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The work to maintain York Minster’s vast architecture is never complete. There has been a rolling programme of restoration work at the 800-year-old cathedral since the late 18th century, after a report by prominent architect John Carr found various areas in need of repair.
To support the work, a permanent Stoneyard was created at the cathedral’s West End in the early 1800s, where the Purey Cust housing development now stands.
The yard moved to its current location in Deangate in 1913, where the Minster’s team of 16 masons is now based. Today, York Minster is one of nine cathedrals in the country to maintain a permanent masons’ workshop, with the team working up to 50 tonnes of stone each year as part of ongoing conservation projects.
The skills and techniques employed by the cathedral’s masons today have been passed down through the centuries, with each stone hand carved in the workshop using mallets and chisels, as their medieval predecessors would also have done. The main development in the last century has been the introduction of mechanical techniques for lifting and sawing stones.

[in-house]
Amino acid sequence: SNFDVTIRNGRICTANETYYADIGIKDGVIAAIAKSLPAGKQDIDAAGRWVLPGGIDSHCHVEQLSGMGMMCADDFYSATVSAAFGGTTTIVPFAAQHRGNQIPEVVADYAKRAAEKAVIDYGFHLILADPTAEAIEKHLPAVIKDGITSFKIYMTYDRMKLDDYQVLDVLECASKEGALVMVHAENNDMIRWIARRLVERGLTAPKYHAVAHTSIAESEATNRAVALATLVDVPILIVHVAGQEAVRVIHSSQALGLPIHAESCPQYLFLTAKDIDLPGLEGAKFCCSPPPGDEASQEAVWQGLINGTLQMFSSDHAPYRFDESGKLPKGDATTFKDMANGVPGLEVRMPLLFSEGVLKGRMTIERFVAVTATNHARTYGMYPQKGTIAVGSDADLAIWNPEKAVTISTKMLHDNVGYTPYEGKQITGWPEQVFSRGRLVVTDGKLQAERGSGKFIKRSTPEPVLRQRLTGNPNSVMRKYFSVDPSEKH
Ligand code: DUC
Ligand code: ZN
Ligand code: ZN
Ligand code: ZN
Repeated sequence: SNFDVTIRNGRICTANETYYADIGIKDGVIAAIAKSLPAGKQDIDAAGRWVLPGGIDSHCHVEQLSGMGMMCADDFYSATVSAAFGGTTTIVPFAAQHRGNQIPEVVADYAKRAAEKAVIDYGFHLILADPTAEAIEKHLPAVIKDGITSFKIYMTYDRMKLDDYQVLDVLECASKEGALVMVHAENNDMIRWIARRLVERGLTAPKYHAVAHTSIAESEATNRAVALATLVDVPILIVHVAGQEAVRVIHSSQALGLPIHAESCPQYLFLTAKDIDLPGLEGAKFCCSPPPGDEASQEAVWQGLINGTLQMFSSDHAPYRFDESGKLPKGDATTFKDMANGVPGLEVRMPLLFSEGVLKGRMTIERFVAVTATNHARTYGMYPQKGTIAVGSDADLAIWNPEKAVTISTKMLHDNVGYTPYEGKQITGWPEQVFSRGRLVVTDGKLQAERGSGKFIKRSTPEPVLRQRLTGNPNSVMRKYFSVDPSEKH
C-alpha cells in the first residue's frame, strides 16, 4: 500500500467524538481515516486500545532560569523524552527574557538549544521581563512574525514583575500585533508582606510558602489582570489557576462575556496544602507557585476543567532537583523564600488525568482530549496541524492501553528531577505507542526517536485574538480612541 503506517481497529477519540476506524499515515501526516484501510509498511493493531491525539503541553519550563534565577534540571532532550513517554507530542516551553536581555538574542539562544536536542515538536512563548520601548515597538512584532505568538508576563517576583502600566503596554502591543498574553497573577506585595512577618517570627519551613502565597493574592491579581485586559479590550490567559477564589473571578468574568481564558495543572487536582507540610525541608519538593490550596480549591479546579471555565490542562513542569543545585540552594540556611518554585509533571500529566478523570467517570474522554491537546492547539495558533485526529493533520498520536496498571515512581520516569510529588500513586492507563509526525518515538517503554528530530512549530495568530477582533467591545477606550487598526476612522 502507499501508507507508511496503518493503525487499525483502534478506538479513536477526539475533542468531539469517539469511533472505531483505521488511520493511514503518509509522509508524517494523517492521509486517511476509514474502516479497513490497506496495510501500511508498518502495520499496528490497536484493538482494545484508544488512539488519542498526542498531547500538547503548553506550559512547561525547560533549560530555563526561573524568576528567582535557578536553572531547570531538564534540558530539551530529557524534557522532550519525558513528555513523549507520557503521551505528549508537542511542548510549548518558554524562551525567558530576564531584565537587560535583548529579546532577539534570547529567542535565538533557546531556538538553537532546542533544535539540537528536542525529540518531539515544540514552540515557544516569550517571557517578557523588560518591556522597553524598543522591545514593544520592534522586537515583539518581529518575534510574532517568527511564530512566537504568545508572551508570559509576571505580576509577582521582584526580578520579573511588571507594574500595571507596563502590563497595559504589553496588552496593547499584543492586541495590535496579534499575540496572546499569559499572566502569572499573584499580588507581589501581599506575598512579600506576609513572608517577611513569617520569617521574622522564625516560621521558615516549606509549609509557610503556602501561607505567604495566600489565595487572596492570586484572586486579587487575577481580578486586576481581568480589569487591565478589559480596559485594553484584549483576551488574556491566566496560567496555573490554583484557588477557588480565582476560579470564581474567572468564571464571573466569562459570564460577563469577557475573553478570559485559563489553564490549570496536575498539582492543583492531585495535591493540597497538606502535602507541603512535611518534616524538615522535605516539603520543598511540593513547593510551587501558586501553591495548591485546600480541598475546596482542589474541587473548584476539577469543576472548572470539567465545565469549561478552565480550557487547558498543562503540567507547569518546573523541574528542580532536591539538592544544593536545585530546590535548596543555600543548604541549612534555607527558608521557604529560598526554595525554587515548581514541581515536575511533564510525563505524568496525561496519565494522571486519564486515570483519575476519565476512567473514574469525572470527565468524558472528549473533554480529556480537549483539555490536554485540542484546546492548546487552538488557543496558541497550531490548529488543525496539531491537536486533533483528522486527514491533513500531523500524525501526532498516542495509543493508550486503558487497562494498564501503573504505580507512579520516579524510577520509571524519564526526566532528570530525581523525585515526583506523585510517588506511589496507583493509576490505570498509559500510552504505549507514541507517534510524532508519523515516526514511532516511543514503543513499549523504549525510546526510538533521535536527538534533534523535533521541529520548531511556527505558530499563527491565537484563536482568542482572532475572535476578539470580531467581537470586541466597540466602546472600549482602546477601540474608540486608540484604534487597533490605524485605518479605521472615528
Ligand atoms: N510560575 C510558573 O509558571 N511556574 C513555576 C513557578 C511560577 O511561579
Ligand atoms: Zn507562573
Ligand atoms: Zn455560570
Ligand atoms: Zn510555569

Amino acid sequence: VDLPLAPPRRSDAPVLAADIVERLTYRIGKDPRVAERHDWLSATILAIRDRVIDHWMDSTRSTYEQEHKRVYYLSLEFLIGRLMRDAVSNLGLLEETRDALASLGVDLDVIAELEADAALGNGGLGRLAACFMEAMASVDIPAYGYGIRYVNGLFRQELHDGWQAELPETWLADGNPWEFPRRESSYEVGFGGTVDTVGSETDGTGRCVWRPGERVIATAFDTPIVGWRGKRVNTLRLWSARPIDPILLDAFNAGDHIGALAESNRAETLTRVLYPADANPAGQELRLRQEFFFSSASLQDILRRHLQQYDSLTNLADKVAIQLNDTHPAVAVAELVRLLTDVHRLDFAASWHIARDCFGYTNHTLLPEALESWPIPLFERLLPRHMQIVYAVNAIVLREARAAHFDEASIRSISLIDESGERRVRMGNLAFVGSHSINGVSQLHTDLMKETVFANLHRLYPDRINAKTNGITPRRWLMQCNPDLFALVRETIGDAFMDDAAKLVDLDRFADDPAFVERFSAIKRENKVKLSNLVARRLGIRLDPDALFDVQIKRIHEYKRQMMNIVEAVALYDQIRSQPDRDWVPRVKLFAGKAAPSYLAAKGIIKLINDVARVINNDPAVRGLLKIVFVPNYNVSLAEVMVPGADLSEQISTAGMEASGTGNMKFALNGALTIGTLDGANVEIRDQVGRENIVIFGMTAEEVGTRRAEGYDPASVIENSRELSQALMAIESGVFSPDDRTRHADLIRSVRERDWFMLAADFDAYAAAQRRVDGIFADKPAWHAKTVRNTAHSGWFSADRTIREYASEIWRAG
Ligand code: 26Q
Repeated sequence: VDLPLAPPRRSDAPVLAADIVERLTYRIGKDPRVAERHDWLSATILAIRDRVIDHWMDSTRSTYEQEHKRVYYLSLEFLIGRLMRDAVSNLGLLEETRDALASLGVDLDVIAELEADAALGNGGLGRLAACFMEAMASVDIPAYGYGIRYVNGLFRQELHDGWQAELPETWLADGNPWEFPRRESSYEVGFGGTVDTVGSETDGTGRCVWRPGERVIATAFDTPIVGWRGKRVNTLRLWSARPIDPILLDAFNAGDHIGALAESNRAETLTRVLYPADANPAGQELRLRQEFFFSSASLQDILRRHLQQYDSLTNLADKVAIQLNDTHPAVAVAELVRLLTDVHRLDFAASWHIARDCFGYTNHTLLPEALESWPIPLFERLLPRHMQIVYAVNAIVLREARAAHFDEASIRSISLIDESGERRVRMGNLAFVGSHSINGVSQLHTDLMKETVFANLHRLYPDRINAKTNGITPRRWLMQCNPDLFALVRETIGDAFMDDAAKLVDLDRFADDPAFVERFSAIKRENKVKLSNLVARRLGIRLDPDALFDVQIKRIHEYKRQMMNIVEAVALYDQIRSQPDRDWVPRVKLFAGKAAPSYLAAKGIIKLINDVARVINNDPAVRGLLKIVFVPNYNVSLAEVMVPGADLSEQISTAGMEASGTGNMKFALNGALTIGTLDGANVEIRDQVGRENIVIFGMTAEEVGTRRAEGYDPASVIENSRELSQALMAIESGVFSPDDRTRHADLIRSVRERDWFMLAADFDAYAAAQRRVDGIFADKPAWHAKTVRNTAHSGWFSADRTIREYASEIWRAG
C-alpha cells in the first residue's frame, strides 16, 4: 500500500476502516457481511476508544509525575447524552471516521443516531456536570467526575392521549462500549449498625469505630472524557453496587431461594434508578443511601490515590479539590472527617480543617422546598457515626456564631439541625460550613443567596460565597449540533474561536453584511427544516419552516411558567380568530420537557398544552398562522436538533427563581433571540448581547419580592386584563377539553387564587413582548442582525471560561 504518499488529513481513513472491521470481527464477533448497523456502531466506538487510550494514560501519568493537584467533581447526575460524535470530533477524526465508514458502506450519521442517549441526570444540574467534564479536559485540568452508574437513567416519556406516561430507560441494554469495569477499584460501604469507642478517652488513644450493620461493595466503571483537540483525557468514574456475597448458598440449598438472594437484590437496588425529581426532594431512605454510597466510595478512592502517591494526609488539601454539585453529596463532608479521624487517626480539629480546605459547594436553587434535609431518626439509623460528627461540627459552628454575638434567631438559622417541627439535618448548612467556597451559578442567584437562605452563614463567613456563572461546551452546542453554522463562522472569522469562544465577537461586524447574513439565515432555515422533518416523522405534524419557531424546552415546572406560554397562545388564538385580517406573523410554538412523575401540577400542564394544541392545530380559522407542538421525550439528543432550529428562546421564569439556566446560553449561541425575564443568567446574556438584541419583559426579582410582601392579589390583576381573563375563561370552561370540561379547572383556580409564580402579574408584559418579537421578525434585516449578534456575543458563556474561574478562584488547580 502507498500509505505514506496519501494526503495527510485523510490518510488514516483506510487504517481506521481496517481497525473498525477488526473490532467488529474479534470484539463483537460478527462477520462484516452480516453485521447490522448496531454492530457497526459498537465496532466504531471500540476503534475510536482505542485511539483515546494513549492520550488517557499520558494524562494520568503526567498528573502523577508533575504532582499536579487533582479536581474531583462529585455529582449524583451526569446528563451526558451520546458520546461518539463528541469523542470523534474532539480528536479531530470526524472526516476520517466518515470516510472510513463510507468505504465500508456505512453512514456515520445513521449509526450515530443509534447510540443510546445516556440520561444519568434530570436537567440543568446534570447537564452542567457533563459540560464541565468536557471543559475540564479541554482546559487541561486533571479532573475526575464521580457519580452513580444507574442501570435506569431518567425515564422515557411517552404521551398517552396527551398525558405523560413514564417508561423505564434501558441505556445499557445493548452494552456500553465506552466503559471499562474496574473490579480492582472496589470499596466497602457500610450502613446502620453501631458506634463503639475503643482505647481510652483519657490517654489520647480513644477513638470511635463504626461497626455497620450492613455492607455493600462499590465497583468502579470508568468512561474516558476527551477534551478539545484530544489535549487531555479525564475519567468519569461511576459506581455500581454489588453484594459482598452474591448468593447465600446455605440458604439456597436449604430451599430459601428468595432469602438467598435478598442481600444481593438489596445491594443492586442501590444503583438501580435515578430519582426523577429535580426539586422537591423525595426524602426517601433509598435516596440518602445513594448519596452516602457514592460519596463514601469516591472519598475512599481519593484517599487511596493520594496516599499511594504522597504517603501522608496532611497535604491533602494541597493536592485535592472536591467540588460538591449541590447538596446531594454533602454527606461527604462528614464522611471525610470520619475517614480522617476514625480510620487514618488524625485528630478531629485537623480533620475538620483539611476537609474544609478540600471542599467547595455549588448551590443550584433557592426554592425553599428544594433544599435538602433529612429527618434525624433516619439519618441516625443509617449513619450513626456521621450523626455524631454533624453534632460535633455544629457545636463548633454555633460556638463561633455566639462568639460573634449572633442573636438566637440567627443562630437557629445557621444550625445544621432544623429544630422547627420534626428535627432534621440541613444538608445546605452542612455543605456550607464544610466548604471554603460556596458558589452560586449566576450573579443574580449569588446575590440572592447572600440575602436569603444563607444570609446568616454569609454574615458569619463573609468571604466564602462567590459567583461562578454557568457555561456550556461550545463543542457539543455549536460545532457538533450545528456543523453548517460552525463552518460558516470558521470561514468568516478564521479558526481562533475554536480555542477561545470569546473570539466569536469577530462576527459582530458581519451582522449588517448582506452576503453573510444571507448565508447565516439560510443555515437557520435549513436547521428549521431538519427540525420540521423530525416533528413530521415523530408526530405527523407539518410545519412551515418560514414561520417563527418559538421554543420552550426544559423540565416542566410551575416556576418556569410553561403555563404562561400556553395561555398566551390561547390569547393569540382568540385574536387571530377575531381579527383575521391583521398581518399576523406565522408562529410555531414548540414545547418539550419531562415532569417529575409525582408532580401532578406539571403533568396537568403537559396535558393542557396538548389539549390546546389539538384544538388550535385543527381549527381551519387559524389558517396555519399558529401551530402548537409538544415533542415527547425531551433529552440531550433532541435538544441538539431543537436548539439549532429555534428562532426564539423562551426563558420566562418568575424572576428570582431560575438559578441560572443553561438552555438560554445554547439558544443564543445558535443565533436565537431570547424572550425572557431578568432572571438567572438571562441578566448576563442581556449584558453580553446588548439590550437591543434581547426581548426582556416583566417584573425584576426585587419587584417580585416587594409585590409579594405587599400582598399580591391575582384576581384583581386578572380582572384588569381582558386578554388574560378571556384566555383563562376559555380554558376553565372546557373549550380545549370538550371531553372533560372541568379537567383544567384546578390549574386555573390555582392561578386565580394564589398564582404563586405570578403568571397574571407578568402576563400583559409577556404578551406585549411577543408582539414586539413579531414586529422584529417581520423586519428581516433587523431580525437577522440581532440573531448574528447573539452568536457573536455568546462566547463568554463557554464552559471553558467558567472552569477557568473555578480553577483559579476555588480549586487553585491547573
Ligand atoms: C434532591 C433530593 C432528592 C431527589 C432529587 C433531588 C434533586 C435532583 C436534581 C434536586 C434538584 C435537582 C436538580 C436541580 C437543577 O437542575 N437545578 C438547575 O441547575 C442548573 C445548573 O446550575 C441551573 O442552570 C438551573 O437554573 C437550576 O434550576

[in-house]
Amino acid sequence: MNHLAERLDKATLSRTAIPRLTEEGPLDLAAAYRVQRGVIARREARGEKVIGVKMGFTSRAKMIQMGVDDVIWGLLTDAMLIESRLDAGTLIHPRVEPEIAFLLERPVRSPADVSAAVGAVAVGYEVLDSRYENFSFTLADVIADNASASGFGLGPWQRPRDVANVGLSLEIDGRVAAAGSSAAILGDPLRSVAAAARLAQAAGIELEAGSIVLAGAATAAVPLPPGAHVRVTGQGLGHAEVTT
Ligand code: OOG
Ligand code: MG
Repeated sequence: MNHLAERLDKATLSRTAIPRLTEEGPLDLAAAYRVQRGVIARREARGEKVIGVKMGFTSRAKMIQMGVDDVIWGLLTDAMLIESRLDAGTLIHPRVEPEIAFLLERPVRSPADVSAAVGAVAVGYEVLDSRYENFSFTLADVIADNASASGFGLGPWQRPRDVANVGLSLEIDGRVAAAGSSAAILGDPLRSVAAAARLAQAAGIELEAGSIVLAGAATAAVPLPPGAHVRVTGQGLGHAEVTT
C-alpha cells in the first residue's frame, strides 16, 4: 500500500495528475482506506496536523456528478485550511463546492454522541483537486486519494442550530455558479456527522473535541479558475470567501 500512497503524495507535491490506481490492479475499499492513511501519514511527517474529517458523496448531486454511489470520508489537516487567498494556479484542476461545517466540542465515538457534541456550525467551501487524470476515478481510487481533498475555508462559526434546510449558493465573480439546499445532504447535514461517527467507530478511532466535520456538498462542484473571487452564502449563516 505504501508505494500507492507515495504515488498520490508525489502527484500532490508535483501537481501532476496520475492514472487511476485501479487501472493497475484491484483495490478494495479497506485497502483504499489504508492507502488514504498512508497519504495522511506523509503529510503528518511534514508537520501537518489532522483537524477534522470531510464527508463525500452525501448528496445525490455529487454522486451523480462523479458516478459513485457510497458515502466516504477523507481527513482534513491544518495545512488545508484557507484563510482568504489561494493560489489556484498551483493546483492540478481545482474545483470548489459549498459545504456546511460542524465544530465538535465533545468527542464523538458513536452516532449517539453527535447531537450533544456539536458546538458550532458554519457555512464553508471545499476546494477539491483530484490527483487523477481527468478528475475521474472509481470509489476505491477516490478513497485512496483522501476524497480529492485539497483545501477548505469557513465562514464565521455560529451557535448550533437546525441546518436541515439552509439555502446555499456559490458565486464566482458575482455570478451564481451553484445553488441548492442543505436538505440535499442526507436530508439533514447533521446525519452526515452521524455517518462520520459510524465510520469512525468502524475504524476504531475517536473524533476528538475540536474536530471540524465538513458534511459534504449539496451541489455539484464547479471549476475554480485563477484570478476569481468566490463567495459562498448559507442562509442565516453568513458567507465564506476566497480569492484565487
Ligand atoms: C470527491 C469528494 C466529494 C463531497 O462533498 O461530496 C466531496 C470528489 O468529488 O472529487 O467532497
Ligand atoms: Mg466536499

Each mason has their own unique ‘mason’s mark’ – a symbol carved into each stone they finish to show the person who carved it. Historically, they were used to indicate that a piece of work was finished so that the mason could be paid. Masons marks have been found on stones in parts of the cathedral dating back to 1154. The same mason’s marks used by craftsmen working on the Minster have also been found on other local churches, showing they historically travelled from building to building for work.
The stone used to maintain the Minster is predominantly magnesian limestone currently sourced from a quarry near Tadcaster. It is relatively rare in the UK, with the only seam running from County Durham down towards Nottinghamshire. Records show that stone for the Minster has been quarried from the Tadcaster area since 1234, when Robert le Vavasour granted rights to the Dean and Chapter to quarry stone there and confirmed the right to pass over his land to obtain stone from Thevesdale.
Today, the ancient craft is sustained through continuous investment in the next generation of skilled cathedral stonemasons. York Minster currently has four stonemasonry apprentices who will each spend four years training to become qualified masons. Along with eight other cathedrals, the Minster is part of a national network – the Cathedrals’ Workshop Fellowship – which works to support the development of craft skills for the conservation, maintenance and repair of cathedrals and historic buildings.
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